Twin satellites Ebb and Flow crashed into a mountain near the Moon's north pole ending a one-year mission during which they had taken images that will allow scientists to better understand the internal lunar structure, NASA announced Tuesday.
Last Friday, the two satellites received the order to begin their orbital descent, a move that ensured they would both ultimately hit the lunar surface.
In a precision maneuver, 50 minutes before impact the pair of spacecraft fired their engines until they had burned up all their remaining fuel.
The impact site, on the southern face of a mountain near the crater Goldschmidt, was dubbed Sally Ride, a tribute to the astronaut who was the first U.S. woman to go into space and who died last July at age 61 from cancer.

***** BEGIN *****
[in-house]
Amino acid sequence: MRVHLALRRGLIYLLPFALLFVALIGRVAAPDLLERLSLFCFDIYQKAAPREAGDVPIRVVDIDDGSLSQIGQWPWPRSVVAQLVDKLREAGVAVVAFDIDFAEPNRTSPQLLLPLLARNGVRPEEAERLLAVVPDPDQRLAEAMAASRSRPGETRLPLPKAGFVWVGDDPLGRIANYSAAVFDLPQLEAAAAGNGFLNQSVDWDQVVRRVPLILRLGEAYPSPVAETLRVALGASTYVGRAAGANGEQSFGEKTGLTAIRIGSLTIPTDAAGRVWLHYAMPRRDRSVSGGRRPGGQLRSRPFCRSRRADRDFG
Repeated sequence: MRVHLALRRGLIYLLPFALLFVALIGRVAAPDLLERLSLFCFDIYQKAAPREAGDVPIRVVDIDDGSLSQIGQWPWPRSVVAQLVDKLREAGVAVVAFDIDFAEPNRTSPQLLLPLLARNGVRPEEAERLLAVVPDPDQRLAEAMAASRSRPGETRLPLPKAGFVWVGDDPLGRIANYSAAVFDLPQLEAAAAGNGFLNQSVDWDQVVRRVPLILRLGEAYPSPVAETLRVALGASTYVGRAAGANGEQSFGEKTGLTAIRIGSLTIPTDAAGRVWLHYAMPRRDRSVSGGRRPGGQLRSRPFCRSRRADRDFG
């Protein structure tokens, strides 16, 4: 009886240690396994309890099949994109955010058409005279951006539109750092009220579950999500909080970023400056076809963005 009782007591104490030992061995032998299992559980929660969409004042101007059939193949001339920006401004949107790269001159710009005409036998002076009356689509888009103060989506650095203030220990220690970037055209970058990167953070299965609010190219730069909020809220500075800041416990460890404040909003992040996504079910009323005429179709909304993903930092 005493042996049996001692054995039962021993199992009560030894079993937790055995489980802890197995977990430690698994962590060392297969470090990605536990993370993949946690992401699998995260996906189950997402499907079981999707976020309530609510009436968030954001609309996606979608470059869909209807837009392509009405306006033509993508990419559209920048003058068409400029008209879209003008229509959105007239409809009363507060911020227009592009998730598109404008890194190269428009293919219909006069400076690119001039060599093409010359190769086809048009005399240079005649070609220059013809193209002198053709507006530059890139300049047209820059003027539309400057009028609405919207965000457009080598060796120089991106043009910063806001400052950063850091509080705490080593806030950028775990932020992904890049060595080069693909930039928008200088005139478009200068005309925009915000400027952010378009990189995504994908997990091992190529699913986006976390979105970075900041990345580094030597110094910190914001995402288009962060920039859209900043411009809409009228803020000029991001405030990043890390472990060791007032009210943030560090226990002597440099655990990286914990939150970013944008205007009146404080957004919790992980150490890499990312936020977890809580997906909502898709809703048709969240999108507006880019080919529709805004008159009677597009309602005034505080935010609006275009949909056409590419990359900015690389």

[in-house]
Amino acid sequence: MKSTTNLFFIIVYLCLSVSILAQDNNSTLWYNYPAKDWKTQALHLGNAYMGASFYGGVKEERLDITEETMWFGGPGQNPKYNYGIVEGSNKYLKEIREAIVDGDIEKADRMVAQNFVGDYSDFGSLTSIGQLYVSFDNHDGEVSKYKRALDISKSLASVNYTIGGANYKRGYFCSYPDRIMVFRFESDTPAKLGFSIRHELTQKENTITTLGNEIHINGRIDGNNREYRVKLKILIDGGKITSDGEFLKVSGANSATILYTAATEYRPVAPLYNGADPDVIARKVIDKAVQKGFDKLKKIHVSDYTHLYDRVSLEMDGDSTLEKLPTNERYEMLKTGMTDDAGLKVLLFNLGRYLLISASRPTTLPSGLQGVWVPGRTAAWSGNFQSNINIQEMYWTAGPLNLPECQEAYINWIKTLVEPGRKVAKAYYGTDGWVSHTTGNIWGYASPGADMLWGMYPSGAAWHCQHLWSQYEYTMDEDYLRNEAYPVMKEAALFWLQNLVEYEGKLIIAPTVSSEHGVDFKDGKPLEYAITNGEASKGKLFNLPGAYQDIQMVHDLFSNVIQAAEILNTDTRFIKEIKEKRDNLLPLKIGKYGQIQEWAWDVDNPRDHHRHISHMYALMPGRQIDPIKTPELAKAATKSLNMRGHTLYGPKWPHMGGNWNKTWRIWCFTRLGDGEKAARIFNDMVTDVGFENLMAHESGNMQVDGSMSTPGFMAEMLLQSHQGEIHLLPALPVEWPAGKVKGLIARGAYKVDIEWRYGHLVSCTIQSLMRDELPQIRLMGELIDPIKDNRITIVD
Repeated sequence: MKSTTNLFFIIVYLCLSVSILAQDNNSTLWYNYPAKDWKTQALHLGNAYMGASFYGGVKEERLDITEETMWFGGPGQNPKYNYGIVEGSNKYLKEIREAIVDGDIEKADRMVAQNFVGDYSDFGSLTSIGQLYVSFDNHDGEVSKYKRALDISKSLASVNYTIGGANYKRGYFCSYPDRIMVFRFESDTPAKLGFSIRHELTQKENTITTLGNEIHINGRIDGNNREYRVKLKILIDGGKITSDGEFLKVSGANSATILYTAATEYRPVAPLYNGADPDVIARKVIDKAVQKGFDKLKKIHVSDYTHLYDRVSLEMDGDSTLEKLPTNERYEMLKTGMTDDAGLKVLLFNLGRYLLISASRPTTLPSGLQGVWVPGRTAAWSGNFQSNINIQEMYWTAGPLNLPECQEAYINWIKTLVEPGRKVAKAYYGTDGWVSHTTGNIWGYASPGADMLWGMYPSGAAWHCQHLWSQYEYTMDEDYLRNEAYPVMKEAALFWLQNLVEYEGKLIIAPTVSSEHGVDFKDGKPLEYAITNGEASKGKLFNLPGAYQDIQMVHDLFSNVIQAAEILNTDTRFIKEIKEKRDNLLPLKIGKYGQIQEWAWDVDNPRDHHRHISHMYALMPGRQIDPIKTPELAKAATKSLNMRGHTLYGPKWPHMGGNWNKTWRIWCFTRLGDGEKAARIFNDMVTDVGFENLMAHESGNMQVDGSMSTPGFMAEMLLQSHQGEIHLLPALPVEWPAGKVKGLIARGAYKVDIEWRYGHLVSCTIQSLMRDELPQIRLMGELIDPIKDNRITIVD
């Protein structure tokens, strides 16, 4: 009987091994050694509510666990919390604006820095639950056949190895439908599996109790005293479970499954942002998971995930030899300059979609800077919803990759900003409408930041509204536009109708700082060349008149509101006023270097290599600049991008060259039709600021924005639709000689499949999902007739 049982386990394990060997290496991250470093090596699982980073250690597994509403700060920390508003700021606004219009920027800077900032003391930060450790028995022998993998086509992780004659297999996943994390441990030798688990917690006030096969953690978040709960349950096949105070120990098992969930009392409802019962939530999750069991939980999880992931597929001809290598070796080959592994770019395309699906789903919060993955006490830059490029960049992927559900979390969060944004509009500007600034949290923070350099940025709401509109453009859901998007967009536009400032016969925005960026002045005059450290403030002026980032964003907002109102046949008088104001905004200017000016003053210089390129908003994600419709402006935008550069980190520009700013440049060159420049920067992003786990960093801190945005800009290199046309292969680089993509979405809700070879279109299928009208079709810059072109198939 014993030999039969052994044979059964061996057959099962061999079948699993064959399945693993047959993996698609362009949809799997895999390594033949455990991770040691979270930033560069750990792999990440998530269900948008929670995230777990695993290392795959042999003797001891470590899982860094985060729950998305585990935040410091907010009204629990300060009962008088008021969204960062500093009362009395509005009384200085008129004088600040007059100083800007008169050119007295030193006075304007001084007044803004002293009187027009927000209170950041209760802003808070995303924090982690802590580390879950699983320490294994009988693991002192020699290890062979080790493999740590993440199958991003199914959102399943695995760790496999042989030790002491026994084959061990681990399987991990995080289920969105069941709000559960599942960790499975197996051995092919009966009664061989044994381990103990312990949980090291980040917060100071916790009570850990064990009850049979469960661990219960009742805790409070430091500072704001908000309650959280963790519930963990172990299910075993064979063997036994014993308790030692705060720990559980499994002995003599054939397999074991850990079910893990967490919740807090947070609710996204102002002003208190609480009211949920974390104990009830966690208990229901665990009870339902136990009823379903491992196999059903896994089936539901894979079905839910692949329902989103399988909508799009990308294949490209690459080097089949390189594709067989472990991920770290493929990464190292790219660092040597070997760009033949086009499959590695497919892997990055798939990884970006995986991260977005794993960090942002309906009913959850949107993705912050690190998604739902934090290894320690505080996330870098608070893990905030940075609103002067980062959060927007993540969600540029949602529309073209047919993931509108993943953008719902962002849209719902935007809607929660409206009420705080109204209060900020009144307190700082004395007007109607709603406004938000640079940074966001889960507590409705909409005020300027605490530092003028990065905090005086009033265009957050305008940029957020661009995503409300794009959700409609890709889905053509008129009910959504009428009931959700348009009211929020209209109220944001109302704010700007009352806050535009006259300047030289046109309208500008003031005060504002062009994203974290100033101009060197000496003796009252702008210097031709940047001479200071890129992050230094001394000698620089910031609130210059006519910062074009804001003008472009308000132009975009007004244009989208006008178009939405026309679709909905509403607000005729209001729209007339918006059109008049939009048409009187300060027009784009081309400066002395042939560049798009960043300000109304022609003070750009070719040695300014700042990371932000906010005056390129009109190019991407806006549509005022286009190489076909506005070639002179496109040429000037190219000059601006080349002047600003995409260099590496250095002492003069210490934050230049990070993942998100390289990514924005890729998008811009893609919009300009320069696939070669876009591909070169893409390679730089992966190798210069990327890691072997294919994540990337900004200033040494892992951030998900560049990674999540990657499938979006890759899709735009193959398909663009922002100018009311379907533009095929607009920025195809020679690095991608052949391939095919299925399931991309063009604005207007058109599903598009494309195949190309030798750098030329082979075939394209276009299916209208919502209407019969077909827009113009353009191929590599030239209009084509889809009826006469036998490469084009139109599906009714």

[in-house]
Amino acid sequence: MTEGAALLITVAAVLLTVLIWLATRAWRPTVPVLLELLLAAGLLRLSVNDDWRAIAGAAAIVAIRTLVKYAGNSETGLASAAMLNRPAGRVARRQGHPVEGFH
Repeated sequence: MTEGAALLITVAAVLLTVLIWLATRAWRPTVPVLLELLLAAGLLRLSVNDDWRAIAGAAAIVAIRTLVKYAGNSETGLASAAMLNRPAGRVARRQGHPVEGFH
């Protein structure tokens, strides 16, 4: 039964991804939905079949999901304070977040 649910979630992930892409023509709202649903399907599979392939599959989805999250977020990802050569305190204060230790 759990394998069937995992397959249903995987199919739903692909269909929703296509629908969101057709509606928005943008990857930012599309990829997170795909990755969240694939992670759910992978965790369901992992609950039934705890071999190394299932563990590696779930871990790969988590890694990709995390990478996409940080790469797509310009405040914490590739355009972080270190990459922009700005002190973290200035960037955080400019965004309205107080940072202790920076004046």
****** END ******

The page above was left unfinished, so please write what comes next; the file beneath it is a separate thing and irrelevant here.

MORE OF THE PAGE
"We're proud to be able to honor the contributions of Sally Ride by naming this corner of the Moon after her," Maria Zuber, the MIT scientist in charge of the project, emphasized in a communique.
After years of preparation, a Delta II rocket was launched in September 2011 carrying the two satellites - the GRAIL A, which U.S. students dubbed Ebb, and the GRAIL B, which they named Flow - to the Moon.
The pair of space probes took more than 115,000 photos of the lunar surface that NASA experts will now begin analyzing. EFE